(Photo: Daniel Maurer)

(Photo: Daniel Maurer)

It took a teenage riot to get me out of bed.
I never thought I’d actually live that Sonic Youth lyric until, shortly before 2 a.m. this morning, I noticed a police-scanner alert that some 4,000 people had amassed outside of Webster Hall for what was supposed to be a pop-up Kanye West show.

The concert, announced after his Governors Ball set was rained out, ended up being canceled, but that didn’t stop thousands from swarming East 11th Street and chasing Kanye’s ride through the East Village.
When I arrived at Webster Hall around 2 a.m., Governors Ball refugees were packed shoulder-to-shoulder in front of the venue, turning stoops into viewing platforms and even standing on the hoods and roofs of cars as they awaited Ye’s arrival.
(Photo: Daniel Maurer)

(Photo: Daniel Maurer)

This guy was even up a tree.
(Photo: Daniel Maurer)

(Photo: Daniel Maurer)

A single police cruiser was laughably surrounded, and the air was thick with weed.
At one point, a roar went up. There were calls of “2 Chainz! 2 Chainz!” and a few dozen people followed the rapper, who had announced the show’s location in the first place, from an exit door to a van waiting on Third Avenue. A guy standing near the entrance said he had also seen Pusha T, West’s creative director Virgil Abloh, and ASAP Rocky, who is shown here trying to get through the mob.


Abloh eventually posted an announcement on Instagram that the concert had been “cancelled due to safety.”
Shortly before 2 a.m., Webster Hall also tweeted that the show wasn’t happening, sparking a flood of amusing memes. That didn’t stop Kanye himself from making a Pope-like appearance, surveying the crowd and shaking hands from a sunroof as his car rolled down Third Avenue.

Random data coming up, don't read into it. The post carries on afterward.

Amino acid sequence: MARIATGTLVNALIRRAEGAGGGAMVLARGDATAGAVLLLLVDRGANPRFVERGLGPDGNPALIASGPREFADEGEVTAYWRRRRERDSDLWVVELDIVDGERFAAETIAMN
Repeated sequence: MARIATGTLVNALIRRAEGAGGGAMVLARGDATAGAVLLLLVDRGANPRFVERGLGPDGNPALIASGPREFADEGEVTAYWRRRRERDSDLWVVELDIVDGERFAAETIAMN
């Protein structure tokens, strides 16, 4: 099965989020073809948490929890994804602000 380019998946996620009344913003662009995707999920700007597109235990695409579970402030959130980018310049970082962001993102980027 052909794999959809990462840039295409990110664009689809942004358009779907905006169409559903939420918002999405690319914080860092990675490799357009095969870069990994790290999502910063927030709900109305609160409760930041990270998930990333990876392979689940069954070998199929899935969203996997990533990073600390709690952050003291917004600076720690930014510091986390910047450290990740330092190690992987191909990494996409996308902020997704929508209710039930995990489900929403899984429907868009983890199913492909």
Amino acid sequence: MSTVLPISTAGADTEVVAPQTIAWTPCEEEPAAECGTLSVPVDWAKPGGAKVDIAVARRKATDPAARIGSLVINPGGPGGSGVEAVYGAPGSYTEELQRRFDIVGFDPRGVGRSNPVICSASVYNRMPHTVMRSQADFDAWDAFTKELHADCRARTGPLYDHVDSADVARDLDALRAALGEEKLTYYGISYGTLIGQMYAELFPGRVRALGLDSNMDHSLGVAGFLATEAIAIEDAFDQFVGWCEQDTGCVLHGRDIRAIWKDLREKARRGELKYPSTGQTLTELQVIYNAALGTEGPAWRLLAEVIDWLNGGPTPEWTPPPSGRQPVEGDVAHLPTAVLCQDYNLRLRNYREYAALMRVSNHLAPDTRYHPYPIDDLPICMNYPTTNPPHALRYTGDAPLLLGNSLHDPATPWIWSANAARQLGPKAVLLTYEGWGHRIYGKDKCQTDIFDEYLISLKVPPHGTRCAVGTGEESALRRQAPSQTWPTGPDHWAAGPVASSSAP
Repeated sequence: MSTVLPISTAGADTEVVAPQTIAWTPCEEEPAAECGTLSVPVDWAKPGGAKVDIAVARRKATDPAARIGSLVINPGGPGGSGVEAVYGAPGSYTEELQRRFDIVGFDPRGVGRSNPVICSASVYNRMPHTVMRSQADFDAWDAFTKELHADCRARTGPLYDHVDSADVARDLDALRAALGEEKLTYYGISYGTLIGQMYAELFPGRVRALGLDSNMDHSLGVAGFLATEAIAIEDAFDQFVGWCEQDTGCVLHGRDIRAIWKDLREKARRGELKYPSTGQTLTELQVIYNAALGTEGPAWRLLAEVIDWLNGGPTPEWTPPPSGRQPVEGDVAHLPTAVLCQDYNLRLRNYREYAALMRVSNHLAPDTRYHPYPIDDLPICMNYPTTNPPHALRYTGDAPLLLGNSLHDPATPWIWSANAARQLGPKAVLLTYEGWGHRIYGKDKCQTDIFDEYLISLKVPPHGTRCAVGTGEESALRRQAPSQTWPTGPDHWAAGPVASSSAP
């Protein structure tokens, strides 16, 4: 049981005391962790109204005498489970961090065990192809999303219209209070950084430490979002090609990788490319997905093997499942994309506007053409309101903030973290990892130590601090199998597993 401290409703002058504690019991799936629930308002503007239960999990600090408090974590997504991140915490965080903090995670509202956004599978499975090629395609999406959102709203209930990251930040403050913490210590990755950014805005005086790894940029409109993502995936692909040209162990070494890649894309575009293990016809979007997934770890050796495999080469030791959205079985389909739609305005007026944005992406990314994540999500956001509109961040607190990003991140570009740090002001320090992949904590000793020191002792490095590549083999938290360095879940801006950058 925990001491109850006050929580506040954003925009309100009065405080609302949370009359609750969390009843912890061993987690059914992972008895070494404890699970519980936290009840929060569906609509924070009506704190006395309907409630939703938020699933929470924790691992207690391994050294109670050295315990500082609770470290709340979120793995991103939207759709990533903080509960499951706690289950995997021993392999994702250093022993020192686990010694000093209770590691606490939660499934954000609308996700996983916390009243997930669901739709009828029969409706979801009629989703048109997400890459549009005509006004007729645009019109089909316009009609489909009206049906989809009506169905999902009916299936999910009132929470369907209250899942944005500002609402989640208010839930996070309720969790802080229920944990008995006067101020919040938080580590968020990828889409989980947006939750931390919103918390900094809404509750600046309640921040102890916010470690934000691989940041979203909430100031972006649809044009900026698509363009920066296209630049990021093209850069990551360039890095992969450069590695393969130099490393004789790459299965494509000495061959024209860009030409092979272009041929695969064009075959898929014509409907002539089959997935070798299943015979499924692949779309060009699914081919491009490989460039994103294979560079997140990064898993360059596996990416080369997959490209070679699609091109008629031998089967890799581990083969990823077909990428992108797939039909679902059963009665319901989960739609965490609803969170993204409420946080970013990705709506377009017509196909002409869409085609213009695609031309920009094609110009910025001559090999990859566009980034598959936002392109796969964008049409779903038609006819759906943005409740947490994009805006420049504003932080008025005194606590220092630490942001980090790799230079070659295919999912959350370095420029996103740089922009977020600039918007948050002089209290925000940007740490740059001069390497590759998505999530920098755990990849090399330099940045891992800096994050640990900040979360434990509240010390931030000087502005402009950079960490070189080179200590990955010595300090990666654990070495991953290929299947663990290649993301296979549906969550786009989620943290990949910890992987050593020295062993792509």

Around 2:10 a.m., after cops told everyone to disperse, a young man in an orange sweater slid down the windshield of a car and cracked it loudly, causing everyone within earshot to go oh shit. “This is why we can’t have nice things!” someone called out as the man made his escape.

(Photo: Daniel Maurer)

(Photo: Daniel Maurer)

Another kid brazenly tried to take a selfie with a cop who was moving him down the street and got shoved by the officer. “Let’s go! Clear it out! Keep it moving!” cops barked through bullhorns.
(Photo: Daniel Maurer)

(Photo: Daniel Maurer)

Even as dozens of officers tried to get everyone off the block and started putting up barricades, few people budged and weed continued to float through the air. A couple of guys scampered up onto the roof of a mail truck parked outside of the post office. The sidewalks were littered with shattered glass and empty liquor bottles.
At some point, a crowd swarmed this SUV near the corner of Third Avenue and 11th Street:

The vehicle pulled away and several hundred people spilled onto the road and began chasing after it, either because they were convinced Kanye was inside or because they just wanted an excuse to run wild in the streets.

The car lost them, but the mob kept sprinting, walking, and then inexplicably sprinting again, crossing Astor Place, heading down St. Marks Place in the middle of the road, and then heading back up Second Avenue. “We’re making history!” a man announced.
“Kanye is eating sushi!” yelled another as he made a mock beeline for a sushi joint.
(Photo: Daniel Maurer)

(Photo: Daniel Maurer)

Back at Webster Hall, around 3:15 a.m., a woman in the back of a police car was pleading with officers: “But I don’t understand what I did.” According to a police spokesperson, one person was arrested for disorderly conduct.
By 3:30 a.m., dozens of cops were guarding the intersections around Webster Hall and the crowd had finally been cleared out.
(Photo: Daniel Maurer)

(Photo: Daniel Maurer)

Twitter rumors indicated that Kanye had moved on to a show at Trump Soho, and Guardian reporter Amber Jamieson photographed a crowd gathered outside of the hotel at 3:45 a.m.


But video taken by Daily News reporter Nicole Hensley showed a hotel manager dispelling the rumor.


Kim Kardashian told fans that Kanye “tried so hard but it was just bigger– the cops just really wouldn’t allow it.”


Oh well, no more parties in New York.